Are Vampires Real? 10 Terrifying Reasons They Might Be

2. The Biblical Vampires, Lilith and Cain



Many who believe in vampires will also often use Lilith, the first wife of Adam, as proof that vampires have always existed. Though this story was not chosen to be part of the Christian bible, biblical scholars agree that texts tell us that Adam had a wife, Lilith, before God created Eve. Lilith, however, was one of those women who ‘did her own thing,’ and left Adam after she felt that he was too domineering. The story continues to say she traveled to the Red Sea and made a deal with the angels. This ultimately gave her powers that eventually led her to be known as the “Mother of All Demons.”


Now…for the vampire stuff. If you know the Bible, you know that Adam and Eve had two boys, Cain and Abel. Cain was the first born, and he was banished from the Garden of Eden after killing his brother. Cain was cursed and forced to walk through the world with certain traits…the sun now hurt his skin and he was unable to eat fruits or vegetables, which means he could only eat meat…meat with blood.


Eventually, Cain came across Lilith, who taught him how to use blood as a way to gain powers, and how to create others who drank blood. Cain eventually turned three other people into vampires, and these three turned 13 more people into the blood sucking creatures. According to text, most of these, but not all, died in a natural disaster, but those few who were left managed to escape…and surely they created more.


What do vampire believers say about this story? They say this: if you believe in the Bible, you believe in the existence of vampires.

1. Vlad the Impaler



To prove the existence of vampires on the earth, one must have examples. There is no greater example than Vlad the Impaler. If you have ever looked into vampires at all, you have surely heard of Vlad. He was, as mentioned, the inspiration for Bram Stoker’s book, “Dracula.”


Vlad, or Vlad III, Prince of Wallachia, was born in Transylvania in Romania, to the leader of the principality of Wallachia, Vlad II. In 1431, Hungary’s King Sigismund recruited Vlad II to become his knight, and he gave him the new name, Vlad Dracul, which came from the Romanian word meaning “dragon.” Thus, his son, who would become Vlad the Impaler, was the “son of Dracul,” which in Romanian is Dr?culea, or Dracula.


Vlad was an extremely harsh ruler, though still seen as ‘just’ to some in Romania. Why? Well, because he stopped the advancement of the Ottomans from attacking Wallachia and other areas. Vlad ordered his soldiers to stab all of the invaders, and then he forced them to impale their still twitching bodies on large wooden stakes. This, of course, is how he became known as Vlad the Impaler.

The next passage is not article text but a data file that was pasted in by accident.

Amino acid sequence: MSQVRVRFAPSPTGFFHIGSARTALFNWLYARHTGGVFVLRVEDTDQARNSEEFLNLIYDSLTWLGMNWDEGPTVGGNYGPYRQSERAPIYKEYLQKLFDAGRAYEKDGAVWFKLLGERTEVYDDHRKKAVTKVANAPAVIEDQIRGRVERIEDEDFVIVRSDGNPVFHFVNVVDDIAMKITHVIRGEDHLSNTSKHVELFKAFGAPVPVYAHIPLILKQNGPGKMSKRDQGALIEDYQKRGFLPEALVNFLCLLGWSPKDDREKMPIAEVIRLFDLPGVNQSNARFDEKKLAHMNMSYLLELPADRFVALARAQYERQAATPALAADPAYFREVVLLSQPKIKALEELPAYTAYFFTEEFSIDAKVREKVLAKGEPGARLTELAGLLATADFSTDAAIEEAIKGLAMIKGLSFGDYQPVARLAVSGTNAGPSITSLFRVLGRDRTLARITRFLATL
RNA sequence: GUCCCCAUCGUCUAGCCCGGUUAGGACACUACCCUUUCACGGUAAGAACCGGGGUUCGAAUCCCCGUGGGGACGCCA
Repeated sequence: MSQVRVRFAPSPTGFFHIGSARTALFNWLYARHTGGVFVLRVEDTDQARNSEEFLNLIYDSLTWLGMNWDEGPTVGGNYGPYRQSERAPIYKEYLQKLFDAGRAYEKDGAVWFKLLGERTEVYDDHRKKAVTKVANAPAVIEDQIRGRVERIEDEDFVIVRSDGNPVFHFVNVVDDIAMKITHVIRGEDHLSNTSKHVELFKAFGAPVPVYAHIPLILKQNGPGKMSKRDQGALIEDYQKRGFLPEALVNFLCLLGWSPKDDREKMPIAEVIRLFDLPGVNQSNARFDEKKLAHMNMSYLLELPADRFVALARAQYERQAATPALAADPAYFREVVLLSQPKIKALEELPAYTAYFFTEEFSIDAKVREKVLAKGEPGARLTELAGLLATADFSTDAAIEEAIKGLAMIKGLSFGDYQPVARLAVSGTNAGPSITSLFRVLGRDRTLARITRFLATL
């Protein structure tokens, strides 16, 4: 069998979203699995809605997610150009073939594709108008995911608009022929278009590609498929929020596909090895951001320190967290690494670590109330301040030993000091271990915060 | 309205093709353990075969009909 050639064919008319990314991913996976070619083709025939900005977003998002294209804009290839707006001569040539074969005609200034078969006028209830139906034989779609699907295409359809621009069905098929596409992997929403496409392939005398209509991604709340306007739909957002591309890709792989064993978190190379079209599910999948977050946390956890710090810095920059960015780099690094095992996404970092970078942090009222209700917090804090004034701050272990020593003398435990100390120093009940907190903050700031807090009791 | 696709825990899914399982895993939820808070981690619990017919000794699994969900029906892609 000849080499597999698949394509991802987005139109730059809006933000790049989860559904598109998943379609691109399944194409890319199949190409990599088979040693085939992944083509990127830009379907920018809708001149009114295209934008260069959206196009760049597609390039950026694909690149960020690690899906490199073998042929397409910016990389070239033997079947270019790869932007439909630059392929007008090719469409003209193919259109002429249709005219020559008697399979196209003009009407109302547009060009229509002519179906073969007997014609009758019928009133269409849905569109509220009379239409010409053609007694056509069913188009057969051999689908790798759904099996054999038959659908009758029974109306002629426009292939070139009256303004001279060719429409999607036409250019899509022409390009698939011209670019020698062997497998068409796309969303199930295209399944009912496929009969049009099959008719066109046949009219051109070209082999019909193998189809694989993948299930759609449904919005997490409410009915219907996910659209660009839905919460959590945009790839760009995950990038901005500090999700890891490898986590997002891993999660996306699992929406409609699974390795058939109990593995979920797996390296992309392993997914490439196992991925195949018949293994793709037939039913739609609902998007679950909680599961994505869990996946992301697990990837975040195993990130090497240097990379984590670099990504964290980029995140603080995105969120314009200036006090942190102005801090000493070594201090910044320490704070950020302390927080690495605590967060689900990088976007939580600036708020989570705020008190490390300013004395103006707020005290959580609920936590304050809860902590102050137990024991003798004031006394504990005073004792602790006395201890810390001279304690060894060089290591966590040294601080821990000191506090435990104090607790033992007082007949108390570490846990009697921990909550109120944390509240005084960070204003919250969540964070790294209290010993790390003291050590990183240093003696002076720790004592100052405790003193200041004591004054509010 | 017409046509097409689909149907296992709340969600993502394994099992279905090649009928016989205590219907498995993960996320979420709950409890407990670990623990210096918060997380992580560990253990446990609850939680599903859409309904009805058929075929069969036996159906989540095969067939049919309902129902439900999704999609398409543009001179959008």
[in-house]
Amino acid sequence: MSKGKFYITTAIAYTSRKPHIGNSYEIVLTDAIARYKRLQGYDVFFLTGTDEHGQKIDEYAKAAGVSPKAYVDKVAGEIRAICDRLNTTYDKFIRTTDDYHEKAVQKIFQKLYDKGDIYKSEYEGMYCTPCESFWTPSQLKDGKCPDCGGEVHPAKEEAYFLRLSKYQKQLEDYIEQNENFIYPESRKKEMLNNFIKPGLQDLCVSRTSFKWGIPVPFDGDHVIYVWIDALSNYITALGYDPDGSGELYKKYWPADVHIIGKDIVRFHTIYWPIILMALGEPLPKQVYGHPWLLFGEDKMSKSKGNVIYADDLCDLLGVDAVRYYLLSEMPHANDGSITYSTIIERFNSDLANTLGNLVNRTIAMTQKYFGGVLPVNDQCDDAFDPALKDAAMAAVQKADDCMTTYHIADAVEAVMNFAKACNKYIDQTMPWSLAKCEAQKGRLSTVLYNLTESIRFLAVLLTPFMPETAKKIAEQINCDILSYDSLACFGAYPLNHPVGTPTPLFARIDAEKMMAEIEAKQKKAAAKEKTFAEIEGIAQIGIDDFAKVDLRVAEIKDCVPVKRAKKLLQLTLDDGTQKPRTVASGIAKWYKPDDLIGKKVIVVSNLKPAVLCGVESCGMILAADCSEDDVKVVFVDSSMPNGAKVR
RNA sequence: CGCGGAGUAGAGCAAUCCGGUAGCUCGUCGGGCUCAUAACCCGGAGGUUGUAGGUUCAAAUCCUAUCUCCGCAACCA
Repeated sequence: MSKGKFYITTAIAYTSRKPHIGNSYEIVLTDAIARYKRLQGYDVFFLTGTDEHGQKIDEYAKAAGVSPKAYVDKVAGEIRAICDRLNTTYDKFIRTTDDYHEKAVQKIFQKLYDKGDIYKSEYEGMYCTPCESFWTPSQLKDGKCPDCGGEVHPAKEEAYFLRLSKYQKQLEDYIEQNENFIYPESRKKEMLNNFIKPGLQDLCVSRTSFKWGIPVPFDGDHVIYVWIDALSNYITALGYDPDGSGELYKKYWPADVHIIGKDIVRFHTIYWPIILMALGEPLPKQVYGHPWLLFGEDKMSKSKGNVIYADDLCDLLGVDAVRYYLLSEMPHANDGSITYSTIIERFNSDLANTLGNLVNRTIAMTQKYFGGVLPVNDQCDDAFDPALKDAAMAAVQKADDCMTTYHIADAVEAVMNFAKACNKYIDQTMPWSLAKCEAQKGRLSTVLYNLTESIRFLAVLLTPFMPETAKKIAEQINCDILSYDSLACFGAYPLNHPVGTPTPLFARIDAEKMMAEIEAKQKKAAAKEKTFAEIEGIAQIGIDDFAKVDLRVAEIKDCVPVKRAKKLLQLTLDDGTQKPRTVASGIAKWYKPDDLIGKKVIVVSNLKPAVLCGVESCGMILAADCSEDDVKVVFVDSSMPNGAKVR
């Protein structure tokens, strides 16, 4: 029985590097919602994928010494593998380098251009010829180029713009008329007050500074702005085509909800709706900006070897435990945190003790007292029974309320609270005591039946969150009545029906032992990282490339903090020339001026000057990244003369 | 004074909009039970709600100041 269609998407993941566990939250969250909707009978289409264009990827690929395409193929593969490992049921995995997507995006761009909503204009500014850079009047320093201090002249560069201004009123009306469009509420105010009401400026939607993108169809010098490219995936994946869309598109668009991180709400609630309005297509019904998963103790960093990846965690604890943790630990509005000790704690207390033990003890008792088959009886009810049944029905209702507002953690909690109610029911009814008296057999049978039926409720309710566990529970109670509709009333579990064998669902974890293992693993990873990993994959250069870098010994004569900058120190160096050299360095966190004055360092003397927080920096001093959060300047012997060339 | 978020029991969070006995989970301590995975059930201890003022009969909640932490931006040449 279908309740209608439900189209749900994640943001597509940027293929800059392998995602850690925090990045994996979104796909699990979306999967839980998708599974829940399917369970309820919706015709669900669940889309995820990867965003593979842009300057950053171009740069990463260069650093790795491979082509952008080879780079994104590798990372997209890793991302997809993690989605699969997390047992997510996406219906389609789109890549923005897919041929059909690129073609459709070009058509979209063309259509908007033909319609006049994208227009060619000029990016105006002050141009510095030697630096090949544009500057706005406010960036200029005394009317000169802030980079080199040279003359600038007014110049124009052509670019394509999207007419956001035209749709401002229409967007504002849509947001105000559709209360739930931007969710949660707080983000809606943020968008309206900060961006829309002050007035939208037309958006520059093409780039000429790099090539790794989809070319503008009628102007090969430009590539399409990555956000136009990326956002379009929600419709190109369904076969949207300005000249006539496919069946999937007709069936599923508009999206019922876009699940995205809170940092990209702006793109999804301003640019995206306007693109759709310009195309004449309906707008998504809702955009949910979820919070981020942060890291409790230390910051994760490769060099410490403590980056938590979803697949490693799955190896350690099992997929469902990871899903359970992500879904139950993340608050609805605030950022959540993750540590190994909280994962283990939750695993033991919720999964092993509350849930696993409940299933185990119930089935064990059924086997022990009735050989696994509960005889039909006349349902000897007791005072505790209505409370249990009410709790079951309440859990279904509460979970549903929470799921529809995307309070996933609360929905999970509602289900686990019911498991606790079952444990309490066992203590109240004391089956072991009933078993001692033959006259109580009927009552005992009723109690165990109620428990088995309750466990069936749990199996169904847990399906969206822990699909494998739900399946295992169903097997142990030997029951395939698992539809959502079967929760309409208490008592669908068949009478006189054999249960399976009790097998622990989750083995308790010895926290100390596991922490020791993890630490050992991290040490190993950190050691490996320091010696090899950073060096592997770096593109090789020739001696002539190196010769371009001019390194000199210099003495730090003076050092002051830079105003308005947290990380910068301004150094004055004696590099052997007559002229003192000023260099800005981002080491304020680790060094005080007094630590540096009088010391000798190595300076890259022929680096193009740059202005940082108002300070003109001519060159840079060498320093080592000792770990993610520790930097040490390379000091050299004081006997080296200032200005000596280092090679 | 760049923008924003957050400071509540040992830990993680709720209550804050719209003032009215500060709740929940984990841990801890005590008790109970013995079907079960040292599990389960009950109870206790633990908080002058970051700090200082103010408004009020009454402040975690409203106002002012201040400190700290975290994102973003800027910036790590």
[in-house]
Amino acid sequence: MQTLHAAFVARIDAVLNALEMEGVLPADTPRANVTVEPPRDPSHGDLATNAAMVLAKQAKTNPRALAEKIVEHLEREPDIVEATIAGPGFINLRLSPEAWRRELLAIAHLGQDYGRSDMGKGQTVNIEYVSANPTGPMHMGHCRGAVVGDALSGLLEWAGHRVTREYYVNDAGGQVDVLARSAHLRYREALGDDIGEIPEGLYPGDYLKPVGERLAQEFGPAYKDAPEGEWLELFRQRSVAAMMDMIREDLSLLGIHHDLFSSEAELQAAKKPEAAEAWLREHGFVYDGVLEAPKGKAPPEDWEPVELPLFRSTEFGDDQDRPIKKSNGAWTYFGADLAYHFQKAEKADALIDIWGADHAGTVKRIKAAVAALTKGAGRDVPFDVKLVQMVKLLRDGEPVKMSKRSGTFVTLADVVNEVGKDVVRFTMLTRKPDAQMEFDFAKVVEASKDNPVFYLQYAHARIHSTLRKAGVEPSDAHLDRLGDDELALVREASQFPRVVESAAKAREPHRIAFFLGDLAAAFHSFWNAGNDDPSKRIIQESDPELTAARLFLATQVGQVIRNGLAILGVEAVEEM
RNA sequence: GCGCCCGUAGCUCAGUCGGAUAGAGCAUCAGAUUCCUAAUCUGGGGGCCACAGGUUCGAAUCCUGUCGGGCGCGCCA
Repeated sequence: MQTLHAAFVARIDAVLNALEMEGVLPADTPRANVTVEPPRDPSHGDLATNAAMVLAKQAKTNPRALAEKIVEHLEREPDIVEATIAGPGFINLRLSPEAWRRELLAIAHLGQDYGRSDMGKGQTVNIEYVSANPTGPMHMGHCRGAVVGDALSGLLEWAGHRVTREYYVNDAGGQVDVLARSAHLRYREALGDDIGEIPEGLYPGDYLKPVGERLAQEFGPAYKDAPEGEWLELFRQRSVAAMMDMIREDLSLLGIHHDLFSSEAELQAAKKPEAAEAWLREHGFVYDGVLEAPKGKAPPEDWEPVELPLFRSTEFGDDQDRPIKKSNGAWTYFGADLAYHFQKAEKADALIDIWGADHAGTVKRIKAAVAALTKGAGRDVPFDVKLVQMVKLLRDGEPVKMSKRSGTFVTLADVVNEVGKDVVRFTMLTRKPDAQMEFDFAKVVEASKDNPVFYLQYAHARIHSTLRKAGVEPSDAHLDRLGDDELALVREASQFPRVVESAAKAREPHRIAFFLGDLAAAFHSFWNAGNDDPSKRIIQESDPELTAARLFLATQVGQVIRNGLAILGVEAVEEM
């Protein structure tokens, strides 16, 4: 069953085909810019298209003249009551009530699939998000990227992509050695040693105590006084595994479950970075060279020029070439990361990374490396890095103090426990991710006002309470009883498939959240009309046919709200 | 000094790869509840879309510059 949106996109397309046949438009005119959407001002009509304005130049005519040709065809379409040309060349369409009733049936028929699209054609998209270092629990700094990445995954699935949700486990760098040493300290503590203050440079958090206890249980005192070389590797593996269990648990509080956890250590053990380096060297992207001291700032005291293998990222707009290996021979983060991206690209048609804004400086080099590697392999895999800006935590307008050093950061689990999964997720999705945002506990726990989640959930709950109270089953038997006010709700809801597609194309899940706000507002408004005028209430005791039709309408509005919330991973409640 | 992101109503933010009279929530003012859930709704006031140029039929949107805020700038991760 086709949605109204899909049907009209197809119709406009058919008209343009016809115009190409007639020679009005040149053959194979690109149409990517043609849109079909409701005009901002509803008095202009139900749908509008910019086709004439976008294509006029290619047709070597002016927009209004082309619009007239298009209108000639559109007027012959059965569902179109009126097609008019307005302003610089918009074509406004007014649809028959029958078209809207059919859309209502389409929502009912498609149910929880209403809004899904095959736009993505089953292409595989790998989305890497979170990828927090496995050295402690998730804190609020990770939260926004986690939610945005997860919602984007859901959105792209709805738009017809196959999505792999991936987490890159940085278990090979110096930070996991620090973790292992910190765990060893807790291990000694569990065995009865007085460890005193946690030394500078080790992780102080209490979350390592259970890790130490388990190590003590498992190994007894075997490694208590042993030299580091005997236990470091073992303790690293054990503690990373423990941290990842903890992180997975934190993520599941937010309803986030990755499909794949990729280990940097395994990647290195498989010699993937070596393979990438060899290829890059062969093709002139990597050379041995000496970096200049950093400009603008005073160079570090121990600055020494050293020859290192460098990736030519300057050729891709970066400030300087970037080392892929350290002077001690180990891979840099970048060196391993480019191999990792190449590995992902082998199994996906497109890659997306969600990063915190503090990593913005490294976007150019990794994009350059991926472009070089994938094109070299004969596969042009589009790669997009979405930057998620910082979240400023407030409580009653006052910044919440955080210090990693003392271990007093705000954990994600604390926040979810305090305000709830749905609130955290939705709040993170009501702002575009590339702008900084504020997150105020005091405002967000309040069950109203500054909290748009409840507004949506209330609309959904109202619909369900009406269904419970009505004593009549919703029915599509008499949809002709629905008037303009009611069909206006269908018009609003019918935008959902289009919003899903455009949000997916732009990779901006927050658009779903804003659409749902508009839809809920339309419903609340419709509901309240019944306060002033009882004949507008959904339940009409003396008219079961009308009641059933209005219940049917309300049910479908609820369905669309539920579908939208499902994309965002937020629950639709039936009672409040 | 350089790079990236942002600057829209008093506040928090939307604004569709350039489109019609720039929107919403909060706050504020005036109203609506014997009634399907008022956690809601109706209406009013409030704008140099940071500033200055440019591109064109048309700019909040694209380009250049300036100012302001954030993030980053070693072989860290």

So, where does the vampire part of Vlad come from? Well, witnesses claim that Vlad would take his victims, impale them while still alive, and eat his evening meal while watching them die upon the stakes. He would also, as one would expect from a vampire, dip his bread in their blood before eating it.




Though it is impossible to say with 100 percent certainty if vampires are truly real, there is a lot of historic and even scientific evidence that says this is a possibility.


There are modern day people who refer to themselves as vampires, of course, but these people are more correctly defined as sanguinarians, which are humans who drink blood. There are some people, however, that do believe there are still people walking around with a ‘vampire gene.’ Believers of this believe that modern vampires are actual hybrids of true vampires and humans. Thus, they share characteristics of both, yet the vampire gene is weak. In fact, the only features of these hybrids is said to be elongated teeth and an aversion to light and garlic. In some cases, the person doesn’t even realize they have the vampire gene.


So, if you don’t like garlic…if light seems to bother you…and if you seem to have longer teeth than your friends…you, too, could be a vampire, which would prove without a doubt that vampires are real.